Small Farms Fight Back: Food and Community Self-Governance—by Bev Bell: "Small farmers are being pushed out of business because they are saddled with the financial and bureaucratic burdens of the same regulations as large industrial farms. Heather and her family’s Quill’s End Farm raise grass-fed cows, lambs, pastured pigs, chickens for eggs and meat, turkeys, dairy cows, and goats. The diverse mix is better both for the land and the economic viability of the farm. Given the scale of their business, building their own chicken processing unit was financially out of the question, so instead they were butchering at a neighboring farm’s USDA-approved unit. When state inspectors told them that USDA regulations didn’t allow them to share this neighbor’s facility, Quill’s End Farm was forced to stop raising and selling chickens altogether."

Spring has sprung.
Saturday Morning Garden Blogging Vol. 9.9—by Frankenoid: "After warming up some last weekend, this week we were hit again — well, except the snow actually arrived this time, giving us about 9” and it wasn’t quite as cold — although wet and cold stretch lasted from Monday through Thursday.  We only really started to warm up yesterday, when we made it to the 60s. It’s been really disconcerting to have the color of the sky say spring, and the angle of the sun say spring, but go outside and have it feel like January."

Macca's Meatless Monday...everybody's going green—by beach babe in fl: "And as eminent climate scientist James Hansen has said: the most effective action we as individuals can take to reduce our carbon emissions is to greatly reduce or eliminate our consumption of meat. But, how to go about it? It's different for everyone. For me, I've been vegetarian for many years and after finding out about the huge carbon footprint of dairy products about two years ago, I decided to go vegan. I needed to find out how to start without a great disruption to my time challenged life. It was much easier than I expected. It was all about recipes and products."

Time to label meat Danger: Consume At Your Own Risk?—by beach babe in fl: "The USDA said eating food contaminated with Listeria monocytogenes can cause listeriosis, an uncommon but potentially fatal disease. They also said healthy people do not contact listeriosis; just those with immune deficiencies and I would guess that to include; the young, old and pregnant. Don't you feel better now? The case against meat keeps building. Not only is eating meat a serious personal health risk but it's also a public health risk due to the amounts of antibiotics and hormones added to animal feed."

87% of supermarket meat tests positive for Enterococcus bacteria-it's from sh!t in your meat—by beach babe in fl: "My stream is filled with articles on meat production, so consider this a public service announcement. 87 percent of supermarket meat — including beef, pork, chicken, and turkey products — tests positive for normal and antibiotic-resistant forms of Enterococcus bacteria. Fifty percent of ground turkey contains resistant E. coli, 10 percent of chicken parts and ground turkey tests positive for resistant salmonella, and 26 percent of chicken parts come contaminated with resistant campylobacter. Resistant or not, the mere presence of these types of microbes means the majority of our meat comes into contact with fecal matter at some point.  Hungry yet?"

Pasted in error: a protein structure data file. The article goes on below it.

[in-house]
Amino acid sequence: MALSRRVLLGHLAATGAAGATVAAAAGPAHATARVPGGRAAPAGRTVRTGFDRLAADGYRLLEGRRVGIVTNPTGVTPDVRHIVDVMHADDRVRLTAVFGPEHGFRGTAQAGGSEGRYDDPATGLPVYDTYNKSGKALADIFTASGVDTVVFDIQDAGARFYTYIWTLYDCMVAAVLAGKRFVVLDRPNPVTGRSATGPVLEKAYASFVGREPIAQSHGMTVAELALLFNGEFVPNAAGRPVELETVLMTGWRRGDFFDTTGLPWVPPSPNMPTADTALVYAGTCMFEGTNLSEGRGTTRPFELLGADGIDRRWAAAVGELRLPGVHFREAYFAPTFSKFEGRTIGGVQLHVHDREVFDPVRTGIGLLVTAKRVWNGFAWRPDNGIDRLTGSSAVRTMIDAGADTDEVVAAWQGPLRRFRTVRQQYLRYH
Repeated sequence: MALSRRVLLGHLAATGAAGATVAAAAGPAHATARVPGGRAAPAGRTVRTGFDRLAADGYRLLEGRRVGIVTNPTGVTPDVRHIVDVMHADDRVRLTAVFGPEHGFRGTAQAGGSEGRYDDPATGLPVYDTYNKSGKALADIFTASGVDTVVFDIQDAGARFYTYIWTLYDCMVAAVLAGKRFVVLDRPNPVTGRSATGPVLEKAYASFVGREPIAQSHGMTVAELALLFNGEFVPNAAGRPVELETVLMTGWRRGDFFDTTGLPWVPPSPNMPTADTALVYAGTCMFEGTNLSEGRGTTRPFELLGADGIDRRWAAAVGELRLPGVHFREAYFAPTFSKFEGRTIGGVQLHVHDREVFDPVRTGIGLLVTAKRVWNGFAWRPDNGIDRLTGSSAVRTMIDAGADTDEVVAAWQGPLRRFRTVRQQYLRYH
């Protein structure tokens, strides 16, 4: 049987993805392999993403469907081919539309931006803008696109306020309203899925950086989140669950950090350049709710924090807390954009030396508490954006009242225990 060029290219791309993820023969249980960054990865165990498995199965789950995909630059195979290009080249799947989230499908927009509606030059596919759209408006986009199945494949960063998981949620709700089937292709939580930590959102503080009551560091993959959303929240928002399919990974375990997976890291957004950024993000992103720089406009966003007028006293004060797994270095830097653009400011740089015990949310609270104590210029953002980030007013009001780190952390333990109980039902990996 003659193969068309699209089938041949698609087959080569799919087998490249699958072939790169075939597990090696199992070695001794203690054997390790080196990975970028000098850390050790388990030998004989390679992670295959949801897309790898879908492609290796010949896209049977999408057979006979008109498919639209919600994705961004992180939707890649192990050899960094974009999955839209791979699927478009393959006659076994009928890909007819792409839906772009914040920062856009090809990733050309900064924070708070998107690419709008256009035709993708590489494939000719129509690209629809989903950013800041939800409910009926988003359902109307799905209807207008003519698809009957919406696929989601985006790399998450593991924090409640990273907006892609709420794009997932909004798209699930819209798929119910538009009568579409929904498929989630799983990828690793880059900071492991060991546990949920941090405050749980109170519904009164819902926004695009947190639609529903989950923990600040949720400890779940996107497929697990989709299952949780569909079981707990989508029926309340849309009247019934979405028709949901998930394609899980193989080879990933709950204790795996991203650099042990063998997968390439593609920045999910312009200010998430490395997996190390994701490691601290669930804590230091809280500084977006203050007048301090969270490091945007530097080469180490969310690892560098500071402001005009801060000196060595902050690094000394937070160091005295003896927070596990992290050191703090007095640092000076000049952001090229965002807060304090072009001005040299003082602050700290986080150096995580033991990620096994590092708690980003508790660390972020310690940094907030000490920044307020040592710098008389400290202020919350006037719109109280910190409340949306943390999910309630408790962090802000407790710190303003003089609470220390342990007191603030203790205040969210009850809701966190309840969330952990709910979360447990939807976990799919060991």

Growing Wild Plants from Seed—by epjmcginley: "The vegetable gardener knows the joy of growing cultivated plants from seed. It is among the most satisfying garden activities. These plants, through generations of human handling, accommodate us generously. They emerge within hours or days of one another, each nearly identical to the seedling beside it, predictable and civilized like cultivated plants should be. After the prescribed number of days has passed, the intended crop appears, and the long-standing relationship between plant and human again bears fruit. One may go further and collect seed from an especially strong plant to improve the strain, and in this way, the cultivation continues. Our relationship with these domesticated plants is essential and sacred, just as our relationship with wild plants should be."

Fundie President of Eden Foods Responds—by radical simplicity: "Organic food purveyor Eden Foods is suing the department of Health and Human Services because they don't want their insurance to cover birth control and other women's health care, as required by the Affordable Care Act. When the news broke, I wrote a letter to the company, expressing my disappointment, and letting them know I would no longer buy their products."